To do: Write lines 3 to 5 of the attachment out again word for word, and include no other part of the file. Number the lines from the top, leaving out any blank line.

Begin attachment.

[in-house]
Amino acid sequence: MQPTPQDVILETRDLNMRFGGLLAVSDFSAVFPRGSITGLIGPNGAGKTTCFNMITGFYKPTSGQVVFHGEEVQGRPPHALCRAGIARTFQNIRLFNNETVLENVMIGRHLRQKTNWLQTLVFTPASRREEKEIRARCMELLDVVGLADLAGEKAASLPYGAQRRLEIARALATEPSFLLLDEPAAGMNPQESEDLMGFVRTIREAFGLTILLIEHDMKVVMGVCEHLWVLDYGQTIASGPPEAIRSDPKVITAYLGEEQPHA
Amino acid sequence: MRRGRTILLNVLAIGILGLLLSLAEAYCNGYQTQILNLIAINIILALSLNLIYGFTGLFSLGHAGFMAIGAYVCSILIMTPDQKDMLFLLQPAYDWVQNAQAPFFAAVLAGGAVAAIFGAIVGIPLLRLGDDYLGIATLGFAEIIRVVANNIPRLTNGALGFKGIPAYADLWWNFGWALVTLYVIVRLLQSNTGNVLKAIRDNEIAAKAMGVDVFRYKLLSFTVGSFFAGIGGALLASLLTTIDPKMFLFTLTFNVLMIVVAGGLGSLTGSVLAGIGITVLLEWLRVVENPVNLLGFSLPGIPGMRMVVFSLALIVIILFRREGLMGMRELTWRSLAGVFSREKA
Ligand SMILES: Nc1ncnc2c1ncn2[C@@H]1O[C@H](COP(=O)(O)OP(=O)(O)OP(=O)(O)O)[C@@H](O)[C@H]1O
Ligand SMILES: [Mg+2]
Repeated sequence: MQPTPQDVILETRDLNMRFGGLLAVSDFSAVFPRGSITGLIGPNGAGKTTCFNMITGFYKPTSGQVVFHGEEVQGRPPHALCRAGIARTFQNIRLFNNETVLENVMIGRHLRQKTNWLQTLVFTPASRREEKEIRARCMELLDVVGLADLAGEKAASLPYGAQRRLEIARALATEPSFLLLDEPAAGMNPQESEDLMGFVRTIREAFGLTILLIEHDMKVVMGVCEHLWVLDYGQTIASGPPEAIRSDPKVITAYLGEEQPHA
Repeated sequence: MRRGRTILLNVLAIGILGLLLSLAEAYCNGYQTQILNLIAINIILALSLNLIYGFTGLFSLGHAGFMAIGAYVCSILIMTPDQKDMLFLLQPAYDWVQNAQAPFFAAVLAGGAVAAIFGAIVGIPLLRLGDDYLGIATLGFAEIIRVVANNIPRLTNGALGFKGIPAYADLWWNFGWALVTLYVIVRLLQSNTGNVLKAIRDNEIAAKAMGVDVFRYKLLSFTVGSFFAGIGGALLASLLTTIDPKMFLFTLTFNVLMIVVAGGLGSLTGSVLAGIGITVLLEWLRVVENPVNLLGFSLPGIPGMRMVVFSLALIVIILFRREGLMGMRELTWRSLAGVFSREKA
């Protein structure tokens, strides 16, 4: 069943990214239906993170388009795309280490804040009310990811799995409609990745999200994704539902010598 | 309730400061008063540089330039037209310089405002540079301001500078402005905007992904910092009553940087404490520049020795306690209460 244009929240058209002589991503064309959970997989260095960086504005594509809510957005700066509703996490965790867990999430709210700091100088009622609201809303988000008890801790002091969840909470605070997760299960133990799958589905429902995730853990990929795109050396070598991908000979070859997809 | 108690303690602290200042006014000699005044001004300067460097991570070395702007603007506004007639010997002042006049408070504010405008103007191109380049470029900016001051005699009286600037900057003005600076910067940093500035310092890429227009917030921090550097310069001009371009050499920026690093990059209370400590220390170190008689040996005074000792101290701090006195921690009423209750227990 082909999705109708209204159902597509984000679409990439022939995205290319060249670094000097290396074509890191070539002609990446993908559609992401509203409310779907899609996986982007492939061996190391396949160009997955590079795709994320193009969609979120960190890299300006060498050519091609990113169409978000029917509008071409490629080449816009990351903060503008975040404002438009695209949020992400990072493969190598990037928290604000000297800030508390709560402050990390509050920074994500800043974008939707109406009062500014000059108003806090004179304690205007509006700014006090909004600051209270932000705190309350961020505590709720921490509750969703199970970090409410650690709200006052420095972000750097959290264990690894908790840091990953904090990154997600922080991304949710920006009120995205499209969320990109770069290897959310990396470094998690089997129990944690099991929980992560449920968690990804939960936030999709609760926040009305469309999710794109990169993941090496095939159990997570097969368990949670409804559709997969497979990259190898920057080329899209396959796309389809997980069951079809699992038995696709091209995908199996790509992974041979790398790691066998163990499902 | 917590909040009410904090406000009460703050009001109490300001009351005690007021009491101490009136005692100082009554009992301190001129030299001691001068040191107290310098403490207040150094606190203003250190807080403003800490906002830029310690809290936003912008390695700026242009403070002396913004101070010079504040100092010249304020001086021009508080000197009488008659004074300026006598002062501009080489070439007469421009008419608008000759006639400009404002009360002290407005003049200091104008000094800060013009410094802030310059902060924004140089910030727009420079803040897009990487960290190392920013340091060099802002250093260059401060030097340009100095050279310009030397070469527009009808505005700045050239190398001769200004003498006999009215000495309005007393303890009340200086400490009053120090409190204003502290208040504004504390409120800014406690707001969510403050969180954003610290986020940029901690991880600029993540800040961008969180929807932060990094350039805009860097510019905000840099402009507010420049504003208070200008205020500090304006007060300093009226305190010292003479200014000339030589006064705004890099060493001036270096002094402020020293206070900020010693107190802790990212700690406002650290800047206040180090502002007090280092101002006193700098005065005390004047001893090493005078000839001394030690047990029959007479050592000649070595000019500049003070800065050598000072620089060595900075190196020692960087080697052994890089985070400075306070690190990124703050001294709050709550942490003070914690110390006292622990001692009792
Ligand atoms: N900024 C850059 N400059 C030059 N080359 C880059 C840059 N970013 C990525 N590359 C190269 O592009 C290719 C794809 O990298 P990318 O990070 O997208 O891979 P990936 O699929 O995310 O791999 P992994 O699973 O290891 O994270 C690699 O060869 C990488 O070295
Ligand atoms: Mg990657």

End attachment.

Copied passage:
Amino acid sequence: MRRGRTILLNVLAIGILGLLLSLAEAYCNGYQTQILNLIAINIILALSLNLIYGFTGLFSLGHAGFMAIGAYVCSILIMTPDQKDMLFLLQPAYDWVQNAQAPFFAAVLAGGAVAAIFGAIVGIPLLRLGDDYLGIATLGFAEIIRVVANNIPRLTNGALGFKGIPAYADLWWNFGWALVTLYVIVRLLQSNTGNVLKAIRDNEIAAKAMGVDVFRYKLLSFTVGSFFAGIGGALLASLLTTIDPKMFLFTLTFNVLMIVVAGGLGSLTGSVLAGIGITVLLEWLRVVENPVNLLGFSLPGIPGMRMVVFSLALIVIILFRREGLMGMRELTWRSLAGVFSREKA
Ligand SMILES: Nc1ncnc2c1ncn2[C@@H]1O[C@H](COP(=O)(O)OP(=O)(O)OP(=O)(O)O)[C@@H](O)[C@H]1O
Ligand SMILES: [Mg+2]